RNA - During a Hanukkah reception held at the White House and attended by prominent Jewish leaders, Trump signed the order, which effectively redefines Judaism as a race or nationality. The move, according to the Trump administration, is aimed at combating the rise of anti-Semitism in the US, Al-Jazeera reported.
"The vile, hate-filled poison of anti-Semitism must be condemned and confronted everywhere and anywhere it appears," Trump said in a statement.
The order directs federal agencies to consider the International Holocaust Remembrance Alliance's (IHRA) definition of anti-Semitism when evaluating complaints of discrimination under Title VI of the 1964 Civil Rights Act, which prohibits discrimination "on the ground of race, colour or national origin" but not religion.
The IHRA's definition has been criticised by some rights groups as being overly broad. It defines anti-Semitism as "a certain perception of Jews, which may be expressed as hatred toward Jews". It also says manifestations of anti-Semitism "might include the targeting of the state of Israel, conceived as a Jewish collectivity" but "criticism of Israel similar to that levelled against any other country cannot be regarded as anti-Semitic".
Observers say the order will mainly target the Boycott, Divestment and Sanctions (BDS) movement, which criticises Israeli policies against Palestinians in the occupied West Bank and Gaza Strip. The movement has gained significant popularity in recent years on many campuses across the country.
BDS has been criticised in the Congress by prominent Republicans and Democrats, and many states have passed bipartisan anti-BDS measures in the form of requiring state contractors to sign pledges not to support it. But several of those laws have been struck down in federal courts as a violation of the First Amendment on free speech.
The president's order is reportedly intended to implement the Anti-Semitism Awareness Act, a long-stalled bill in Congress - through executive action.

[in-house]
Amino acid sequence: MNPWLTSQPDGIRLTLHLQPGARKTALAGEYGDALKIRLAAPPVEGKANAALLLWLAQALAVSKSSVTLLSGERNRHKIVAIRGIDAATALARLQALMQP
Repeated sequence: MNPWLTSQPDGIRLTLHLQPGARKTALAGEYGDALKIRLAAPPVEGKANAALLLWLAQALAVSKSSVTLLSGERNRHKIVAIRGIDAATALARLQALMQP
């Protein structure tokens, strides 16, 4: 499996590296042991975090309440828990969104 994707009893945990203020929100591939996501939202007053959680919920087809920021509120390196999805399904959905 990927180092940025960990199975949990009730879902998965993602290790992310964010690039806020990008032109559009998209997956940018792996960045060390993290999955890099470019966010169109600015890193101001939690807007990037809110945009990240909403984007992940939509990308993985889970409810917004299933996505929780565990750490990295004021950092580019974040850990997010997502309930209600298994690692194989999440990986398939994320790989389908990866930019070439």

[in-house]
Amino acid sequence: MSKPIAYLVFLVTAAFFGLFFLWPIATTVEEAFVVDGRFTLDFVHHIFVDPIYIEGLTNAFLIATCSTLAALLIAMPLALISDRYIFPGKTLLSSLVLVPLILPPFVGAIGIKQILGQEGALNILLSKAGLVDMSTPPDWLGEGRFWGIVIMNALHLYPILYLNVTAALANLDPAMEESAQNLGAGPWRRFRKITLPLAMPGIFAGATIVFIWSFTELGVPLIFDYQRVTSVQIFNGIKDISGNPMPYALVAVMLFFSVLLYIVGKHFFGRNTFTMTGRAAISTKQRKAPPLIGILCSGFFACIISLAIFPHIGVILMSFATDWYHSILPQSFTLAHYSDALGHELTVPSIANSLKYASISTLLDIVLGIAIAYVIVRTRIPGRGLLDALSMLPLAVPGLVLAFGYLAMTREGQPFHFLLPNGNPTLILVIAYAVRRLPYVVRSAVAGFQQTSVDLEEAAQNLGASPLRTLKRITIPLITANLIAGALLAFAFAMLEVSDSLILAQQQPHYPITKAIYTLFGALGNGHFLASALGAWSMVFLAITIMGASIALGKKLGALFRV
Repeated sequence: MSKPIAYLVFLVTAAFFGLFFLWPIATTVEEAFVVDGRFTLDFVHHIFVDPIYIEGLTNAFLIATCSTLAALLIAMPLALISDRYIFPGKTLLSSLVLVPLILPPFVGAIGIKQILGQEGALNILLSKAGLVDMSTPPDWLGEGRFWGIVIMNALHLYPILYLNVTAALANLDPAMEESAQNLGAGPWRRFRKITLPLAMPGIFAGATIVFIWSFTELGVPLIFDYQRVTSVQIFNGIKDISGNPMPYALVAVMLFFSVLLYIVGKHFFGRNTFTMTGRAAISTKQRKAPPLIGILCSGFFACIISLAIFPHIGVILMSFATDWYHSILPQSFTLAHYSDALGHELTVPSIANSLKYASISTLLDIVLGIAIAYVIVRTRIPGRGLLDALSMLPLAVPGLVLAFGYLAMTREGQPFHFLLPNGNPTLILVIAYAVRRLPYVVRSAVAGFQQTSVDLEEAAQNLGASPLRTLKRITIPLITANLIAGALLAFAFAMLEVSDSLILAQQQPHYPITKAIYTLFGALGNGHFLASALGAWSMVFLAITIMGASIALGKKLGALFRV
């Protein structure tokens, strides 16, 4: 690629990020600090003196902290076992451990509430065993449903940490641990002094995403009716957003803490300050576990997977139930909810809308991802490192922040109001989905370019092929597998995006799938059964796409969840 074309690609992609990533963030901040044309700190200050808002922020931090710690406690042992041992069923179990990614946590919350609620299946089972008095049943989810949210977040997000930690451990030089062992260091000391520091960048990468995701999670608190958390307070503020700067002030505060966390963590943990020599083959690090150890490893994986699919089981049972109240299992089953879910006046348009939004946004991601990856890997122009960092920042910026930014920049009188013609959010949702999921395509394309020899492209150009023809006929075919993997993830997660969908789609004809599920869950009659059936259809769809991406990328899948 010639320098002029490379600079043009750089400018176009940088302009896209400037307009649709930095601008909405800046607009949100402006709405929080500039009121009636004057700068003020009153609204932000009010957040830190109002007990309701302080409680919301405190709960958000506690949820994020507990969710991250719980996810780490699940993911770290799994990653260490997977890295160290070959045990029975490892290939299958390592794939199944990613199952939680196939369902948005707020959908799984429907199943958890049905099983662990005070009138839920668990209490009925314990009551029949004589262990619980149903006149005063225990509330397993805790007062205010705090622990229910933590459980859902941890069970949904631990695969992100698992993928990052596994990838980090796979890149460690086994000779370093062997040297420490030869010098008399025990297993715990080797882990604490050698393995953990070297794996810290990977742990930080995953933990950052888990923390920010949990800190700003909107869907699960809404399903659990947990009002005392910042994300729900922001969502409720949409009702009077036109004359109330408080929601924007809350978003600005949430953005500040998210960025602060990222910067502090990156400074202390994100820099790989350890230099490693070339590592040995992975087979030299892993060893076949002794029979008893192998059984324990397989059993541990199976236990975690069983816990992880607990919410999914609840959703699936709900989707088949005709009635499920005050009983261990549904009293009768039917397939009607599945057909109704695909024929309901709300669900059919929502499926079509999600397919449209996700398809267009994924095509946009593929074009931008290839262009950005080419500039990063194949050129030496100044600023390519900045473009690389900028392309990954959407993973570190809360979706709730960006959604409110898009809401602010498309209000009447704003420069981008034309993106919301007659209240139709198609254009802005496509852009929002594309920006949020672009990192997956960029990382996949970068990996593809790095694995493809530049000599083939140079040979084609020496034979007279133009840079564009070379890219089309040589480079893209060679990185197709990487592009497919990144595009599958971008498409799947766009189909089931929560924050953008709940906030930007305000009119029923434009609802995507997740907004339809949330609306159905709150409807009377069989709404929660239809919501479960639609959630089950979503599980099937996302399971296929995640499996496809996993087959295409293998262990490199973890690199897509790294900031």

Critics argue Trump's expected move is a threat to free speech, a right that is protected by the US constitution and is intended to silence legitimate criticism of Israeli policies.
"This executive order is a clear instrument of oppression, targeting activism for freedom, justice and equality for the Palestinian people on campuses and it is just disguised as anti-discrimination policy," said Yousef Munayyer, the executive director of the US Campaign for Palestinian Rights.
"It's a shameless exploitation of legitimate fears that people have around a real resurgence of anti-Semitism, Islamophobia and other forms of racism that this president himself has fueled," Munayyer told Al-Jazeera.
The Anti-Defamation League (ADL) said it recorded 201 anti-Semitic incidents at colleges and universities in 2018, slightly down from 204 in the previous year.
A report by the Tel Aviv University released in May found that attacks targeting Jews around the world rose by 13 percent in 2018, to nearly 400 cases. About one in four attacks took place in the US.
Raphael Eissa, a member of the Steering Committee of the National Students for Justice in Palestine (SJP) group, said the move is not surprising.